Beloved Campfire UFO Story Exposed as False

One of the most widely-read UFO stories in history has been revealed as a likely hoax as a letter turns up just after the 65th year anniversary of the oft-repeated story containing all the necessary elements of a good science fiction tale from the era.  For those who haven’t heard the tale, here’s one last re-telling for old time’s sake.

Lonnie Zamora of the Socorro NM Police department was on the clock, when he spotted a speeding car and flipped his lights and siren on.  But it was that driver’s lucky day, and a day that would change Lonnie’s life forever.  A tremendous boom spurred Deputy Zamora to stop pursuing the speeder, and instead turn to a nearby hill where he saw a cone of flame disappear behind it.  Thinking it may be linked to a nearby dynamite shack, Zamora crept his car to the crest where he stopped thirty yards or so from a 20-foot tall enigma that would perplex listeners the world over.  It was smooth, and oval shaped, resting on solid legs, with a “aluminum-white” color to it.  As Zamora’s mind raced to figure out what this device could possibly be, he noticed two figures “the size of small adults or large kids… normal in shape… (wearing) white coveralls” walking around the ship.  Zamora indicated that the object had no doors or windows, but rather had a red symbol emblazoned across the front.

Zamora, not sure how to proceed, unbuckled his seat-belt and opened his door.  Somehow on the way out, however, his glasses got knocked off and just as he was retrieving them he saw a flame jet from the underside of the craft and it was flying away.  He heard a shrill whine, and it traveled with exceptional celerity over him and a nearby shack, before disappearing over another hill.  Zamora, left by himself, walked down to the site of the craft and noted four impressions in the dirt where the craft had been.  Nearby a creosote bush smoldered.  Zamora radioed another officer, declaring the object looked like a balloon, but that he couldn’t be sure.  Later he would say it could have been government or even, as many would believe in time, alien in origin.  For sixty-five years this story was told, and then finally it died when a Dr. Stirling Colgate claimed via letter that he had a very good idea of the persons responsible for the hoax.  This was later confirmed by Dr. Frank T. Etcorn, and Dave Collis, both of New Mexico Tech after some old fashioned gumshoe interrogation by investigator Anthony Bragalia.  Unfortunately, the perpetrator of this puerile prank’s name has been either lost to antiquity, or no one at NM Tech is talking.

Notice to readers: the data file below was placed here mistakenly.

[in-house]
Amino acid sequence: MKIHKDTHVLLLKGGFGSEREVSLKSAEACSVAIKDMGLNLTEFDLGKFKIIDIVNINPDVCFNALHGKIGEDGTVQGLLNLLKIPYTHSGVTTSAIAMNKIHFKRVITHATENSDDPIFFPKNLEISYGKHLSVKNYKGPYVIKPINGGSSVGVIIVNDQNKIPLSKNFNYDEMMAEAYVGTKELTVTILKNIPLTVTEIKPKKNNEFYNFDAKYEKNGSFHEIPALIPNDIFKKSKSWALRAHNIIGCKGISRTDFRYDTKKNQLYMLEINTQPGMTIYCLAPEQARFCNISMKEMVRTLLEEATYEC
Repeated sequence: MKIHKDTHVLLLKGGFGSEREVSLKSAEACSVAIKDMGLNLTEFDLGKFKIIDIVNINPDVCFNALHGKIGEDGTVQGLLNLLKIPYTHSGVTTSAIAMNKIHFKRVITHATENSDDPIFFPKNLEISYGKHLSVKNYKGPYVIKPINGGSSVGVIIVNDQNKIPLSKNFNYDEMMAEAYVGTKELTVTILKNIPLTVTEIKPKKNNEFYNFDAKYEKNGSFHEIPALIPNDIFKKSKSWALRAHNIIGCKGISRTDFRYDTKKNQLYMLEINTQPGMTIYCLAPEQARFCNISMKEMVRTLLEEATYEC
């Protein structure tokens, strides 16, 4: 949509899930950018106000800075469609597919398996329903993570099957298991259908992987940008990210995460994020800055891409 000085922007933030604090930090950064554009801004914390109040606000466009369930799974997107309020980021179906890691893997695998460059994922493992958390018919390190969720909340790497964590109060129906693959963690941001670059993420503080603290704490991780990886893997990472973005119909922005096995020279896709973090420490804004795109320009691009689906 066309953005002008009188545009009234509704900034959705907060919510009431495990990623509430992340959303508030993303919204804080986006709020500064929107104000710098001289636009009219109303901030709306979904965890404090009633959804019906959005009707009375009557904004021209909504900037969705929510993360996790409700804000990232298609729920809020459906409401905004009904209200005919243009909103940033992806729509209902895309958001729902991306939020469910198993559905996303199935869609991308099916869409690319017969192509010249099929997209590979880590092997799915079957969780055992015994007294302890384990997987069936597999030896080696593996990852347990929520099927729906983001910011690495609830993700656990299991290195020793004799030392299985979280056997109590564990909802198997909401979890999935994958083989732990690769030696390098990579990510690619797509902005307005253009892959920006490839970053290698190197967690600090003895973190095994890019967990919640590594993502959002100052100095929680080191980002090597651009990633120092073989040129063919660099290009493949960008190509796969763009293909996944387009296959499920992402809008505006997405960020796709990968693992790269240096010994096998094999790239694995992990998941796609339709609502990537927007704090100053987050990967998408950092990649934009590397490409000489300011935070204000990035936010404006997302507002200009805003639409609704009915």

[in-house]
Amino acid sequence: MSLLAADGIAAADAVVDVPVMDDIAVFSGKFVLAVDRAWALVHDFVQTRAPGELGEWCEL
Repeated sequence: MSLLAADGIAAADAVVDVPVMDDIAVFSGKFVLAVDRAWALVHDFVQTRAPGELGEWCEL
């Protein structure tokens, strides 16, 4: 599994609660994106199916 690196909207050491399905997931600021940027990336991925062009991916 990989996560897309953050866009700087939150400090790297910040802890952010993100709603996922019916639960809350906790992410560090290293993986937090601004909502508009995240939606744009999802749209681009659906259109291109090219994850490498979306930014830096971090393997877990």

But before the UFOlogist or researcher takes this hoax as a sign that the credibility of paranormal research has taken a blow, and that skepticism equals truth, consider this;  the skeptics largely got this one wrong too.  Donald Menzel started off on the right track, but then later changed his theory of the Socorro affair saying that Mr. Zamora had likely, ‘misidentified a dust-devil’ as two people and a flying exploding ship complete with flames from the posterior.  Well respected journalist and UFO skeptic Philip J. Klass suggested that the sighting was likely misidentified ball lightning, then Klass claimed Zamora had hatched up the scheme along with the mayor in order to boost tourism in the town and create a land-mark styled theme attraction for newcomers.  It seems like this classic story, though put out to pasture, is evidence that when it comes to the paranormal, skepticism isn’t always truth, witnesses aren’t always lying, and a man can unwittingly gain notoriety and fame over-night if he only looks in the right place to find the truth.